Canes Going In Wrong Direction

Ok, not finding enough offense – Darius Rice and James Jones aside- might be on the long list of excuses on why the University of Miami men's basketball team has fallen flat on it's face this season. Give them the one about the team –with two freshmen in the starting line-up- not being mentally prepared just yet to win on the road.

But with the season slipping away faster than a toddler in a hurricane Miami isn't any better today than what they were even before playing a game that mattered three months ago. After 24 games, the Hurricanes continue to display an inability to create opportunities for each other, play laughable defense, at least in Leonard Hamilton's eyes, show no offensive rhythm and make horrendous decisions with the ball at the end of games.

And the blame should start with none other than the man in charge- coach Perry Clark.


We're stilling waiting.

14 losses later the Hurricanes are still committing the same mistakes and playing the same brand of basketball that has them going in reverse a year after making the NCAA Tournament for the fourth time in school history. And with Clark in the fold until at least 2005 and owed 2.25 million its hard to fathom the Hurricanes even getting close to what is supposed to be the pinnacle in college basketball anytime in the near future.

The Hurricanes were in rare form once again Tuesday night at Villanova looking lost on offense and disorganized on defense after taking a brief lead that ended in a Wildcats rout and left the Hurricanes in a last-place tie in the Big East conference with three regular-season games remaining on their schedule. Miami showed their deficiency of putting the ball in the basket (25 points with 15:00 remaining in the game) and ever-present sloppiness with 21 turnovers.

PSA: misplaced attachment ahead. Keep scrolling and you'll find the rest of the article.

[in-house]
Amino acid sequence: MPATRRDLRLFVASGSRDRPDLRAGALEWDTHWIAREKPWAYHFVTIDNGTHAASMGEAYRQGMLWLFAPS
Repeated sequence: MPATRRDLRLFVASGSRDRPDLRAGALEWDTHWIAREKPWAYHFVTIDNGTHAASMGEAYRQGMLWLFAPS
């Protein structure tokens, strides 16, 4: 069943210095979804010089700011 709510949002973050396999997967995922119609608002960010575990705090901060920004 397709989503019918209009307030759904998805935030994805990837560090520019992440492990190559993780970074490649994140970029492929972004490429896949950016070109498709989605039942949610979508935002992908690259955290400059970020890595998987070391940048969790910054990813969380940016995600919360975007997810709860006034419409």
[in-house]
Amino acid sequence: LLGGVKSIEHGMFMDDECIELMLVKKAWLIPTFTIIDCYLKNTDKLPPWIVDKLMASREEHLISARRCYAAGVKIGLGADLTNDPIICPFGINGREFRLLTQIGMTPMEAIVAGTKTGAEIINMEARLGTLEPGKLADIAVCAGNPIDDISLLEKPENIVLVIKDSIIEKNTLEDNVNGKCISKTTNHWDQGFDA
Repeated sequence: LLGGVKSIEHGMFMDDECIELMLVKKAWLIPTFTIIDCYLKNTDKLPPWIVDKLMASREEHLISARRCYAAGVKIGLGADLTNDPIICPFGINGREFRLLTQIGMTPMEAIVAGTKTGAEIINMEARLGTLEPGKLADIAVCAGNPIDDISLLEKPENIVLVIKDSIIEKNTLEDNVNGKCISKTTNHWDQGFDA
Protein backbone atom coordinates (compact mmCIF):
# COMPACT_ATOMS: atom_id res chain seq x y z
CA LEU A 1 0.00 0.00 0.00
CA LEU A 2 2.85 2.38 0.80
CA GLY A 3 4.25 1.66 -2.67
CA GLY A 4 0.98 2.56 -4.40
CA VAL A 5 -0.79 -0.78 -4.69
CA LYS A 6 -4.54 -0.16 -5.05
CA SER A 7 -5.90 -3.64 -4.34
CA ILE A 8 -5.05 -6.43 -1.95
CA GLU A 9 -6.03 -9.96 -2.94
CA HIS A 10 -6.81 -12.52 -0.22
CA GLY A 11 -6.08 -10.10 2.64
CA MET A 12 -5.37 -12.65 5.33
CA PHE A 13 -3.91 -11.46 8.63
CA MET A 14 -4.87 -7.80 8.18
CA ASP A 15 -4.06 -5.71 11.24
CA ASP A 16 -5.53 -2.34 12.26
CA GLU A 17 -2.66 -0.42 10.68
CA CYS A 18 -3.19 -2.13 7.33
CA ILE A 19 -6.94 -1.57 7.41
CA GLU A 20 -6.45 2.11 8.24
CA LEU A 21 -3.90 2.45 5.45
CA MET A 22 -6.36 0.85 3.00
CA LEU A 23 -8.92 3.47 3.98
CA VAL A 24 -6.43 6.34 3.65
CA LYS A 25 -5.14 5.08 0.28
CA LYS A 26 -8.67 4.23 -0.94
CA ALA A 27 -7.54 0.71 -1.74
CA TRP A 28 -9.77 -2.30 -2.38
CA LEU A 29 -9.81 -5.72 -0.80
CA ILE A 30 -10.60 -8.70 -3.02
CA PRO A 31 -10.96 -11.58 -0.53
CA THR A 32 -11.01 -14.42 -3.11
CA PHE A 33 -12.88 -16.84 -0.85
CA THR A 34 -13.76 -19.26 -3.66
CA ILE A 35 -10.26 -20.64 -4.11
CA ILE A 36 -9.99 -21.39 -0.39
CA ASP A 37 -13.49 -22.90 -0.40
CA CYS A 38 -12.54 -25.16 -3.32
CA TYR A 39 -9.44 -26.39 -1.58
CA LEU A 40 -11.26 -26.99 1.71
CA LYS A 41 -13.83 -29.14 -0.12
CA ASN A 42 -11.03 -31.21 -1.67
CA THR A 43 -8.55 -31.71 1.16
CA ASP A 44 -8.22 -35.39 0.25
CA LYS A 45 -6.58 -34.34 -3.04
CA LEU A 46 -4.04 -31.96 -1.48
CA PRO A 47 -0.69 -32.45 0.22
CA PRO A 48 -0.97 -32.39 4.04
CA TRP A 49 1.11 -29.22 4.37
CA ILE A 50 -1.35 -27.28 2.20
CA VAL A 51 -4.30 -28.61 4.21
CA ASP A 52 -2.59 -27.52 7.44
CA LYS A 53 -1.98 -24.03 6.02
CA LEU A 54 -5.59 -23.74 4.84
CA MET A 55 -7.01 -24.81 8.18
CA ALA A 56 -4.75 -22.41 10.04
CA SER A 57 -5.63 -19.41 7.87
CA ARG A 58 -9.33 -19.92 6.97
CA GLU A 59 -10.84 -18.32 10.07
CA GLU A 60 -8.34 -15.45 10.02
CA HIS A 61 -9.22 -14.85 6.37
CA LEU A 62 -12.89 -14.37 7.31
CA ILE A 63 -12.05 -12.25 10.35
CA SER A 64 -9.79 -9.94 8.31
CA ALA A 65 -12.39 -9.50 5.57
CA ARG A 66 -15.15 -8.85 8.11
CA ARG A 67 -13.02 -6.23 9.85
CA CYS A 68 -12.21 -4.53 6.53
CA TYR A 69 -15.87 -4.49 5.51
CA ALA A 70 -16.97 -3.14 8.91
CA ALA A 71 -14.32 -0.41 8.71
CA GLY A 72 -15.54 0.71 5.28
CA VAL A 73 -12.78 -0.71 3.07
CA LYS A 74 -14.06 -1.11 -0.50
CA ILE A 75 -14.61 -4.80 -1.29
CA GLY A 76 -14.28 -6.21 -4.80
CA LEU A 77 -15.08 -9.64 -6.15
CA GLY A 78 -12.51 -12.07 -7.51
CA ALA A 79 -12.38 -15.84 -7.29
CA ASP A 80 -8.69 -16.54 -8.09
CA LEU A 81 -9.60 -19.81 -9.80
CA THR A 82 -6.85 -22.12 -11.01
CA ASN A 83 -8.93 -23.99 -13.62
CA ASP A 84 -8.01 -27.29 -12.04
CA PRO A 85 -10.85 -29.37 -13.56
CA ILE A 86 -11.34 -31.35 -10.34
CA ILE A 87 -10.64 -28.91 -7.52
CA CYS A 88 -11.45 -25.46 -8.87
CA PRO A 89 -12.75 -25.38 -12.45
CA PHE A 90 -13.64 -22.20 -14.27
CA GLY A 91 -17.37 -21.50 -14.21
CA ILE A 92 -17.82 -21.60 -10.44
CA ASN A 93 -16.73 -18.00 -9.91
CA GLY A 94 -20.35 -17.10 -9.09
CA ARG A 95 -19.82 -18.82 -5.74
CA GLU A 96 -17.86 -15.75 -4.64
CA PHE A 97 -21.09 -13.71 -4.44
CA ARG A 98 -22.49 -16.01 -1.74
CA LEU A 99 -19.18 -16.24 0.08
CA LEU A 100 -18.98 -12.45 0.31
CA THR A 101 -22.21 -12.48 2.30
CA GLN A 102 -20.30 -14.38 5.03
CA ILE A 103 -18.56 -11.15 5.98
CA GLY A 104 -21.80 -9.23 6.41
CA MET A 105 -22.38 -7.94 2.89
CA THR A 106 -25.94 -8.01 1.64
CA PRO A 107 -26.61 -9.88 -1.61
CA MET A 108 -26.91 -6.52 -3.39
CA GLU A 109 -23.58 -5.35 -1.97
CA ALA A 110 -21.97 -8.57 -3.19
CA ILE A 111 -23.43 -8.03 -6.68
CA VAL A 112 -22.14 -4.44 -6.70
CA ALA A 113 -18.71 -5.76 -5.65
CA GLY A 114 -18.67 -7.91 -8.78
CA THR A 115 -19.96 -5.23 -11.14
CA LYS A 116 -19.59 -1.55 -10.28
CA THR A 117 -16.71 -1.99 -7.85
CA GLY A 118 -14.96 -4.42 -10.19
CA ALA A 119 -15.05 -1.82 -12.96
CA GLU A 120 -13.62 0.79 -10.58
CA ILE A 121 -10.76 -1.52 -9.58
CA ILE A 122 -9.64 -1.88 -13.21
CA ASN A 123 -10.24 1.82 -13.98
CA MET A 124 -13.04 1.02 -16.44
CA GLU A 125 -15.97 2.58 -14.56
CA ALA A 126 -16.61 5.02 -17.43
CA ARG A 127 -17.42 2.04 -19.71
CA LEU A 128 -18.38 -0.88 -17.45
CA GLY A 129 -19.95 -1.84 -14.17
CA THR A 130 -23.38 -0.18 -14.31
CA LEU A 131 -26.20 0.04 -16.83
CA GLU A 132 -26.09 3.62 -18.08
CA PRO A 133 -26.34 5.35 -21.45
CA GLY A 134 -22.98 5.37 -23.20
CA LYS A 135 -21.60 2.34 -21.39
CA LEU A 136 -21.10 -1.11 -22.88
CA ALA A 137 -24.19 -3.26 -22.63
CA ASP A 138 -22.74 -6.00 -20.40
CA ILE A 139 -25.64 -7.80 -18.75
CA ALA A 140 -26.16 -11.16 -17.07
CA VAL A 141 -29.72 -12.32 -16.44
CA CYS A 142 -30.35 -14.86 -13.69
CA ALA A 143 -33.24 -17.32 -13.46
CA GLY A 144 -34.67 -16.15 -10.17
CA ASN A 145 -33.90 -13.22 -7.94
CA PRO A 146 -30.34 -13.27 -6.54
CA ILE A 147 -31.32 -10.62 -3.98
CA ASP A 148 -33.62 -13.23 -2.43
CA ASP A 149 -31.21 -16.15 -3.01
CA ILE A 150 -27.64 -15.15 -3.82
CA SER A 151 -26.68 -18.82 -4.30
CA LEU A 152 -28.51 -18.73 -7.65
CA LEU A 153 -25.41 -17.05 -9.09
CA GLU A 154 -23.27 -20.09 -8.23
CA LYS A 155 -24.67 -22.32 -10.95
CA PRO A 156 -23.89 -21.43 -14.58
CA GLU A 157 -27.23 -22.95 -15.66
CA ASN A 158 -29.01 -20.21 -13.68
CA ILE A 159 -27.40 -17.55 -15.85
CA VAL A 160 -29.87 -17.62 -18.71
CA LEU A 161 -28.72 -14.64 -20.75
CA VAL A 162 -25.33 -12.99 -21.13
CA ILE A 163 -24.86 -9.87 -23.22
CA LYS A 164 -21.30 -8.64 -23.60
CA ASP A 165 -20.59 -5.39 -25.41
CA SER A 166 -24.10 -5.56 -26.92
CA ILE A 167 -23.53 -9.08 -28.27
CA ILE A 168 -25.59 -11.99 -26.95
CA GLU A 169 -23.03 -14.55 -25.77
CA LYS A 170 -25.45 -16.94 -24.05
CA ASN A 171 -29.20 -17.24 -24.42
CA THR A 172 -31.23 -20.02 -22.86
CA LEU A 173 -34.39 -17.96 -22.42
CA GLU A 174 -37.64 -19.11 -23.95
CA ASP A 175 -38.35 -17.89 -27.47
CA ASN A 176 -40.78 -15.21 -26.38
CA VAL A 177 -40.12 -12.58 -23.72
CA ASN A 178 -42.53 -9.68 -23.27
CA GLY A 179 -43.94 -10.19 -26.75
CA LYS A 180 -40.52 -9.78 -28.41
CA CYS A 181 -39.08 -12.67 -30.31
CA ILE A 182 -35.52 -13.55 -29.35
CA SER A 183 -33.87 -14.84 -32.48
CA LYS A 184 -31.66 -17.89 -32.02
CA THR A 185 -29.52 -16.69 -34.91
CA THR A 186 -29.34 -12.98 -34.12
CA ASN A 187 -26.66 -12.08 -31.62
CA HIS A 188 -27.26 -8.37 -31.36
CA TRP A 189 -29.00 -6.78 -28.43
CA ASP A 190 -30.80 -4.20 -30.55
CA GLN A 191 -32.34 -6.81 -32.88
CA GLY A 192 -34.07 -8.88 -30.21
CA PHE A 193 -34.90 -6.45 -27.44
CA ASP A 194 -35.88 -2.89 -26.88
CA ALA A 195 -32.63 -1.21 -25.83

Clark continues to harp on the fact that Miami has lost nine games by five points or less and that they are not as far away as people may think. The only thing with that is Miami still has trouble coming out of timeouts doesn't draw up well late in games and gives up too many easy baskets. With their recent slide several of the players have begun questioning if the players have packed it in. But all fingers should be at Clark who has done nothing to make this team any better. The Hurricanes are one-dimensional. If they're shots are falling they are alright. If not, good luck.

For all of Clark's praise of Oakland-bred point guard Armondo Surratt the kid has one shown one constant in his game: he still has a long way to go. Clark keeps attempting to prove that Surratt is that third option he's been so desperately searching for. But time and time again Surratt has proven otherwise-and Clark is squarely at fault for putting the first-year player in some tough situations. Don't know what Perry was thinking with 5.4 seconds remaining against Georgetown last Saturday? And if anybody cares to remember what was Surratt doing taking a last-second three-pointer against Florida back in December.